wade through

Also found in: Idioms.


v. wad·ed, wad·ing, wades
To walk in or through water or something else that similarly impedes normal movement.
To cross or pass through (water, for example) with difficulty: wade a swift creek.
The act or an instance of wading.
Phrasal Verbs:
wade in (or into)
To begin resolutely or energetically to do (something): waded into the task.
wade through
To read (something) with great effort: waded through the school's correspondence.

[Middle English waden, from Old English wadan.]
American Heritage® Dictionary of the English Language, Fifth Edition. Copyright © 2016 by Houghton Mifflin Harcourt Publishing Company. Published by Houghton Mifflin Harcourt Publishing Company. All rights reserved.

w>wade through

vi +prep obj
(lit)waten durch
(fig)sich (durch)kämpfen durch
Collins German Dictionary – Complete and Unabridged 7th Edition 2005. © William Collins Sons & Co. Ltd. 1980 © HarperCollins Publishers 1991, 1997, 1999, 2004, 2005, 2007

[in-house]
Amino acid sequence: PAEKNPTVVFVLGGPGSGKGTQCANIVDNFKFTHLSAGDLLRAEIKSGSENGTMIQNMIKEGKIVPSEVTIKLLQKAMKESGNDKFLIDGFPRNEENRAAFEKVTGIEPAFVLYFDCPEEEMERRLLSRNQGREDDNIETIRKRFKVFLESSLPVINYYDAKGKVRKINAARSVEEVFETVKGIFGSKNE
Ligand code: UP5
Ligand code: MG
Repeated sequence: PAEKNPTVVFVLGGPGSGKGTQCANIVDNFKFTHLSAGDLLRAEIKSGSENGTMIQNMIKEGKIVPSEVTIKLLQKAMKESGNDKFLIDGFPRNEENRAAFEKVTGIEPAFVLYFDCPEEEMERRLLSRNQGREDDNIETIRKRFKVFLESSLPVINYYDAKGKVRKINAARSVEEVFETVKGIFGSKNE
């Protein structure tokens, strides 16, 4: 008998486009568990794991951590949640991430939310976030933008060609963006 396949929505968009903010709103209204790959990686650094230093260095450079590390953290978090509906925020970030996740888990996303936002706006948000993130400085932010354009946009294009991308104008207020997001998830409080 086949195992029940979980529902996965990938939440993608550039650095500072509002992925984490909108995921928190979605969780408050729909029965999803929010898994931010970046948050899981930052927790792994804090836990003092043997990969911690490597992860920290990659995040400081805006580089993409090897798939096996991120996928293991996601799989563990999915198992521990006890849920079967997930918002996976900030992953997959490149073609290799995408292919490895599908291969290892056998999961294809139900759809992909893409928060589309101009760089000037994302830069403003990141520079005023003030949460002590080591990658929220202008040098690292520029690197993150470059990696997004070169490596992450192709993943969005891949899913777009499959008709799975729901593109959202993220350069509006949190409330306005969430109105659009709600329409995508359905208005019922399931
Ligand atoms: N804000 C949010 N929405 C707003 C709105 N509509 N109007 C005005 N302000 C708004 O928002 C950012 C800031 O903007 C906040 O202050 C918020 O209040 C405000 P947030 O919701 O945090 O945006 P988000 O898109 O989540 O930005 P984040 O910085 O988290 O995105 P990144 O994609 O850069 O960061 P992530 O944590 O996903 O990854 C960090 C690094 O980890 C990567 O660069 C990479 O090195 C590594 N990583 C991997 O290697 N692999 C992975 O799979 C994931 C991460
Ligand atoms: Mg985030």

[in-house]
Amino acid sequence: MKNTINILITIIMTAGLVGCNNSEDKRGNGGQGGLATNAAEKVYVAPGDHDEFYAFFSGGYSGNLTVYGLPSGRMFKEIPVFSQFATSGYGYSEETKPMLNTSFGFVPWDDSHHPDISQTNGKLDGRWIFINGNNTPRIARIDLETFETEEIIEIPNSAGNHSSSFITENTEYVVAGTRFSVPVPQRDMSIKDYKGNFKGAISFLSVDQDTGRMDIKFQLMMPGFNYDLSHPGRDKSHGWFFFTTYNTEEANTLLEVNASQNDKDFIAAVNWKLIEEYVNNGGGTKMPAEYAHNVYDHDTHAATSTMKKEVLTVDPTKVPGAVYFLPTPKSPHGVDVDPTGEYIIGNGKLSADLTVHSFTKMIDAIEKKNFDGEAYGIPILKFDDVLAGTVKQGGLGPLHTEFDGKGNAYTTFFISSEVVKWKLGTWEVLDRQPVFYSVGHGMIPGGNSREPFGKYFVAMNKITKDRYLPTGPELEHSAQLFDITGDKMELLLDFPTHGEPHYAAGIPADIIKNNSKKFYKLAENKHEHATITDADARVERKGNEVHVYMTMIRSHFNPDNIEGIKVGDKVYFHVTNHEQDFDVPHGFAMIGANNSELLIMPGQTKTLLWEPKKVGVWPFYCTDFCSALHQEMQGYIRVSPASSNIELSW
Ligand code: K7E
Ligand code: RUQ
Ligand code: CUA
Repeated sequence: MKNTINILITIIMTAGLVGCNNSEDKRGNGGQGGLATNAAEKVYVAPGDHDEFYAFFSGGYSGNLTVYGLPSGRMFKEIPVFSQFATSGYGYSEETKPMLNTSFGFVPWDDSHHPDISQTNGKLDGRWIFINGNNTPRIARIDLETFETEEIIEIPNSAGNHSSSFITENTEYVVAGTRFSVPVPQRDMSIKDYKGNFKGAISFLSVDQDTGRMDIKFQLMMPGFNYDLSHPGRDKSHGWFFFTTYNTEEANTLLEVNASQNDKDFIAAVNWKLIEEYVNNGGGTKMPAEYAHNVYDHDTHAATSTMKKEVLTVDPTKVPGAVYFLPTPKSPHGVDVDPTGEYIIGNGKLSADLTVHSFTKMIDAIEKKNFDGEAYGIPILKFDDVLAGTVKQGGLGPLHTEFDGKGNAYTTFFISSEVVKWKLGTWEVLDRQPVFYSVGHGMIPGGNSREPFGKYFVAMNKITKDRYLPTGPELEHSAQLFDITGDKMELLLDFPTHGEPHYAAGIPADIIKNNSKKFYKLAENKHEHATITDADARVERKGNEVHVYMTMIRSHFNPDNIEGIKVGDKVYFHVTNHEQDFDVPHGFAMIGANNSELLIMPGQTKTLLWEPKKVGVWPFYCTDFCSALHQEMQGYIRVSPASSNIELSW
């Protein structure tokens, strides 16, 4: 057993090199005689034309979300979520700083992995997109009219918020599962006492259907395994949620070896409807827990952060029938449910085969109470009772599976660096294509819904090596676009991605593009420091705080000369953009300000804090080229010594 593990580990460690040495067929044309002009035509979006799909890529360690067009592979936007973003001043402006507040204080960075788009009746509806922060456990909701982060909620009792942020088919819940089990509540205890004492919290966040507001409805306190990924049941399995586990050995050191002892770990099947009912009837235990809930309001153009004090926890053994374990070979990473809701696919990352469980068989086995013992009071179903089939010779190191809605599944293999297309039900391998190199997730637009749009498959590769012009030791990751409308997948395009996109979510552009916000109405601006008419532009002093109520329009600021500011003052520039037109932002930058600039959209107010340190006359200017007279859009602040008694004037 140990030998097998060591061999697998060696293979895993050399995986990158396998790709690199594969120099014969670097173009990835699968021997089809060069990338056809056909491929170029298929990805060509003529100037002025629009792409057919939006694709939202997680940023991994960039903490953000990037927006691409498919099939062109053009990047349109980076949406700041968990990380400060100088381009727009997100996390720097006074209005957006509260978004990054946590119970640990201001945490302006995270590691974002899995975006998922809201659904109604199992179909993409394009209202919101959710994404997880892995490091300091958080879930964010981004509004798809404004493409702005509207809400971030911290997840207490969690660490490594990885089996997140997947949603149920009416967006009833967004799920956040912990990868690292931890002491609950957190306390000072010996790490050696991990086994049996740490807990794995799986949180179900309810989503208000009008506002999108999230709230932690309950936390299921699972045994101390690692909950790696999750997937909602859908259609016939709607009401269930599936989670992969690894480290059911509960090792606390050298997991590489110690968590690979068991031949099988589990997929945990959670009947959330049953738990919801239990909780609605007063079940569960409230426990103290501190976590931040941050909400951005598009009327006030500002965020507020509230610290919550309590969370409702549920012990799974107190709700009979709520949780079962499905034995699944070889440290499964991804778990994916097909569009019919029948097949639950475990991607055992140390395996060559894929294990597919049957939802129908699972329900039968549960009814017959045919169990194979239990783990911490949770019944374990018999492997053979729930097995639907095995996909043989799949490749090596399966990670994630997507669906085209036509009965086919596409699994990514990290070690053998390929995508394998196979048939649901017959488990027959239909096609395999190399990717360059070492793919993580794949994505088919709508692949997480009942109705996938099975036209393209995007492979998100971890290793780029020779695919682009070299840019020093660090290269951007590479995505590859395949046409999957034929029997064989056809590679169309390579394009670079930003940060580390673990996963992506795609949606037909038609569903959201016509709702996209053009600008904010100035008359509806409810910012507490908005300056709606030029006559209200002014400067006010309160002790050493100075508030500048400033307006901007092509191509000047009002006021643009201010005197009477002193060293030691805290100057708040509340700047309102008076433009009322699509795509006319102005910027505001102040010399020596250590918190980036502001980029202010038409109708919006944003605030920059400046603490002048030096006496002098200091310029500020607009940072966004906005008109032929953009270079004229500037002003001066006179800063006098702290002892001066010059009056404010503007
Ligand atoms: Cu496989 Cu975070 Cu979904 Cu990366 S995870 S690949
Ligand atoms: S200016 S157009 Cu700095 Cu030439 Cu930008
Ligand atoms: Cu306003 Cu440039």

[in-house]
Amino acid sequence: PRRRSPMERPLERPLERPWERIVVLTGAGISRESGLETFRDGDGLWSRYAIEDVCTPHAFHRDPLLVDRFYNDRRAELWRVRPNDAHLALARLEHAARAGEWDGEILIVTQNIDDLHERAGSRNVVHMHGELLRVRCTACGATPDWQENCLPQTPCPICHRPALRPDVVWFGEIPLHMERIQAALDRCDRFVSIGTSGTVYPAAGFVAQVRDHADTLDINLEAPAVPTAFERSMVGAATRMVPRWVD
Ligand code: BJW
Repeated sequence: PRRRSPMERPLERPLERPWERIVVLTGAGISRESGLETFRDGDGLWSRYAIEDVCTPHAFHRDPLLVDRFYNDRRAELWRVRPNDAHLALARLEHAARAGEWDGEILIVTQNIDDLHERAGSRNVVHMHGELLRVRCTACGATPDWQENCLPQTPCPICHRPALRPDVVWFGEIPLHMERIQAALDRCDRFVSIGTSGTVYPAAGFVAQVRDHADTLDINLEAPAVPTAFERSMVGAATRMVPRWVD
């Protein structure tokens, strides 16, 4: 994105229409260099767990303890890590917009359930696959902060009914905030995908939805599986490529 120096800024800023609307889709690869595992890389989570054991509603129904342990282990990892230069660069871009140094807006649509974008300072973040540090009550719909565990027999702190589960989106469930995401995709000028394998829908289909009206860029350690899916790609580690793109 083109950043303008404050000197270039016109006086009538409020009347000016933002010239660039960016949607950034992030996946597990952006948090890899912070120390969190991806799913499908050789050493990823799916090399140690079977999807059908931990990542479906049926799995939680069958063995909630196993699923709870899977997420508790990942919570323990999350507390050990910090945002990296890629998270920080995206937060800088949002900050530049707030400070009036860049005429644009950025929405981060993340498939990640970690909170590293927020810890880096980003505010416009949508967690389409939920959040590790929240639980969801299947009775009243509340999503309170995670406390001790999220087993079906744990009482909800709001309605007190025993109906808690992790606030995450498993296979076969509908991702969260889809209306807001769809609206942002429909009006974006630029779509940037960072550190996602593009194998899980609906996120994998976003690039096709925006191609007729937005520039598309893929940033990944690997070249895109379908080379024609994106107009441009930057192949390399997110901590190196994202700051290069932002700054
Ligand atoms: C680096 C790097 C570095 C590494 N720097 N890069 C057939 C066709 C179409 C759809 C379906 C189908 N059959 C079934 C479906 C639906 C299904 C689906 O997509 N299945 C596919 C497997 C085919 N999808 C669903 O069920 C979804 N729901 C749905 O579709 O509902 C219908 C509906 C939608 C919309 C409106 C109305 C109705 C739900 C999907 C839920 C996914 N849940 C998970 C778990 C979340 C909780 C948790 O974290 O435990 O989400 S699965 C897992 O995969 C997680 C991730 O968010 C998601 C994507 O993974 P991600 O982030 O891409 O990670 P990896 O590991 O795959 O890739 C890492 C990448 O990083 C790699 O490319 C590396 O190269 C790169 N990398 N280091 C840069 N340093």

References in classic literature ?
These are the times, when in his whale-boat the rover softly feels a certain filial, confident, land-like feeling towards the sea; that he regards it as so much flowery earth; and the distant ship revealing only the tops of her masts, seems struggling forward, not though high rolling waves, but through the tall grass of a rolling prairie: as when the western emigrants' horses only show their erected ears, while their hidden bodies widely wade through the amazing verdure.